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Not sure what to do - grandmother pressure.

(13 Posts)
lottieladybird Thu 14-Jul-11 17:03:49

I hope this is in the right place.

My husband and I have a 2 year old daughter. My husband has a niece who is 9 years old and ever since his niece has been born she has spent a lot of time with my in-laws. Every weekend she is there from Friday evening to Sunday evening and she goes there during the week too. I think my PIL have sort of taken over a little from the start, but I think DN's parents (now split ) were glad to hand her over sometimes too, although I'd sometimes speak to her mum (when she and BIL were together) and ask where's DN and she would say 'Oh, MIL has got my baby again'.

Before I became pregnant with my DD, I was wary that this was not going to happen with our child too.

We do get on well with MIL, but I feel increasing pressure to let her have my DD at times. We are always glad to see her when she visits and she is welcome any time. We've tried to be fair in that she sees our DD as much as my mum and my DD loves both her grandmothers equally. I've noticed that she tries to ask me rather than my husband as I will be more polite whereas he will be quite blunt I guess. Sometimes I'd like some extra time to ourselves but I'm scared that if we give an inch she will take a mile. I just don't want my daughter to turn into my niece iyswim.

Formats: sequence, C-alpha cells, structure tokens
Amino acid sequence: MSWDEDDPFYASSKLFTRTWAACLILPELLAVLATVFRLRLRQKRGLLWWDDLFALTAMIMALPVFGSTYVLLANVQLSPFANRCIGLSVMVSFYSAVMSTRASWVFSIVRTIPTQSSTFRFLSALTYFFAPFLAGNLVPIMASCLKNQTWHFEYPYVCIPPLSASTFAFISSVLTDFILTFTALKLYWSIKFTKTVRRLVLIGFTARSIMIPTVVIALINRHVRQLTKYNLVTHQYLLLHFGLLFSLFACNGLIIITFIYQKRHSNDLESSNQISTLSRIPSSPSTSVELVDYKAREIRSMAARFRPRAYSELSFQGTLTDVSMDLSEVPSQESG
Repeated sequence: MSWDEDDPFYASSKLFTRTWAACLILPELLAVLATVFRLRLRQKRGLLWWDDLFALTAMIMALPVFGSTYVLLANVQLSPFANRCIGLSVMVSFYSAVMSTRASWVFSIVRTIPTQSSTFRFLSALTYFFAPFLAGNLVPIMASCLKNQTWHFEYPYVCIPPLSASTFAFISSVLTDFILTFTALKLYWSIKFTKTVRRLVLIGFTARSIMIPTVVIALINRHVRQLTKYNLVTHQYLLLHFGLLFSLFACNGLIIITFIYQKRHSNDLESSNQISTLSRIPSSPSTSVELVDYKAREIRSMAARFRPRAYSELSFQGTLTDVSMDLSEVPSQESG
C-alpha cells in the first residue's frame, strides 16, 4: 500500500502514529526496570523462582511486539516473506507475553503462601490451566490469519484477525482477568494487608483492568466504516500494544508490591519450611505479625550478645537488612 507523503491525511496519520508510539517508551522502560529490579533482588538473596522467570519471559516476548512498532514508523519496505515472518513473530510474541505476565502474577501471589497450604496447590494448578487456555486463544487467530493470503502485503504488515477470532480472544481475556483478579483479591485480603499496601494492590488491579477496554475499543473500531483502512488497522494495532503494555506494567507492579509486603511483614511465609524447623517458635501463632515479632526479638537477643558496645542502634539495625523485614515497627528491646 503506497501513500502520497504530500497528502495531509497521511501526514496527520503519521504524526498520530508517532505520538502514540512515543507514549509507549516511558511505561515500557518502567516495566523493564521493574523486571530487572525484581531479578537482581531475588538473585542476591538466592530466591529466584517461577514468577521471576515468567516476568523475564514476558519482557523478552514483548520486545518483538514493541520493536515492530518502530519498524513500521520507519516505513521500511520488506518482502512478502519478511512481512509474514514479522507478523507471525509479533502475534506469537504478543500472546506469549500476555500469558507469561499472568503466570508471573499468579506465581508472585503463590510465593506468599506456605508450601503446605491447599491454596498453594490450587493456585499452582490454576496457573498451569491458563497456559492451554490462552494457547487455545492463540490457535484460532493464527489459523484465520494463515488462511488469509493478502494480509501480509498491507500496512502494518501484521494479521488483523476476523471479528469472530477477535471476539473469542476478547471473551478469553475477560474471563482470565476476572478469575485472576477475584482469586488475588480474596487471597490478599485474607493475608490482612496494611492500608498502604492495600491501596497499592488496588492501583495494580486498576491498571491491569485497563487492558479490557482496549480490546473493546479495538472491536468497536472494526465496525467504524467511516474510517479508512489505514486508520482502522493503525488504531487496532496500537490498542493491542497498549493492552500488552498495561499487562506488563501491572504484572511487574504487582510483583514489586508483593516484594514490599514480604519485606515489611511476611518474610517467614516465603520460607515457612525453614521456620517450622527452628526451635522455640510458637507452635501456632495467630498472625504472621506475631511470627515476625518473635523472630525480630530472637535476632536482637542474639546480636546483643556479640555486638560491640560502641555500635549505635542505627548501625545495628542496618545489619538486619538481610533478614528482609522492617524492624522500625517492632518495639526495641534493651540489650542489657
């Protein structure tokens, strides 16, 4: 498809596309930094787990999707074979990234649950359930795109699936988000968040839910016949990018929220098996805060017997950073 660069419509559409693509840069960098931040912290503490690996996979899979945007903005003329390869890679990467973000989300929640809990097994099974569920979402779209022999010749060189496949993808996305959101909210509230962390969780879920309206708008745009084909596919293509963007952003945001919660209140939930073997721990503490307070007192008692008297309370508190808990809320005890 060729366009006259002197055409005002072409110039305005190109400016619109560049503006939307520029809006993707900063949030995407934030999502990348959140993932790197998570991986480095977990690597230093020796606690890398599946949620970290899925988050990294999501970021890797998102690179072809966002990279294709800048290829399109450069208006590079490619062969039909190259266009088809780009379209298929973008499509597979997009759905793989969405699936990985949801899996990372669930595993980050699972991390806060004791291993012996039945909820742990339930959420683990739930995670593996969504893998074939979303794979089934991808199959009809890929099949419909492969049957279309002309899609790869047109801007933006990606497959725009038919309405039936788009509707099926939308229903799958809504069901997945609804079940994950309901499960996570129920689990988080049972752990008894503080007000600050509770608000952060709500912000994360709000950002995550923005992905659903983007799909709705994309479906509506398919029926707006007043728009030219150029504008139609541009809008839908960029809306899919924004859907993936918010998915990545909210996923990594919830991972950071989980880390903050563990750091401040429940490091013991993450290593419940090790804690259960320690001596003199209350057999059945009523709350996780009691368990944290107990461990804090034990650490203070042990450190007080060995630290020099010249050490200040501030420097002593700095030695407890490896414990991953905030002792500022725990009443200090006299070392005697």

NanaNina Thu 14-Jul-11 17:13:35

I think the important thing is what does your DD want - does MIL want her overnight and if so is your little girl happy with this. If so, it seems a good arrangement now and again. In view of the arrangements with your DN I just think you need to be extra vigilant that overnights or weekends with MIL are kept at a level you are happy with (maybe an overnight a month, and a weekend every 2 months) I don't know - it depends on what you are happy with. I think it is good for children to enjoy time with their grand parents, and presumably the 9 year old would be there some of the time and little girls of 2 love big girls of 9!

Why don't you and your DH talk together about frequency and then tell your MIL that is this what you were thinking and is she ok with that. Tough if she's not but at lest by asking the question she will feel that her wishes have been taken into account.

I am a MIL and gr/prt and with 2 of my sons and dils I know I can visit anytime and don't even have to ask, and can have the children whenever, but with son and dil No 3 it is tricky and they live about 300 miles from I asked in the beginning when their first child arrived, how often then thought it reasnable for us to visit and we sort of agreed monthly. However it tends to be 6 weekly because of the cost and the travel etc and they (well my dil really) is not happy about the children coming to us so I have to respect that. In any event this is a strange place for them because they only come about once a year.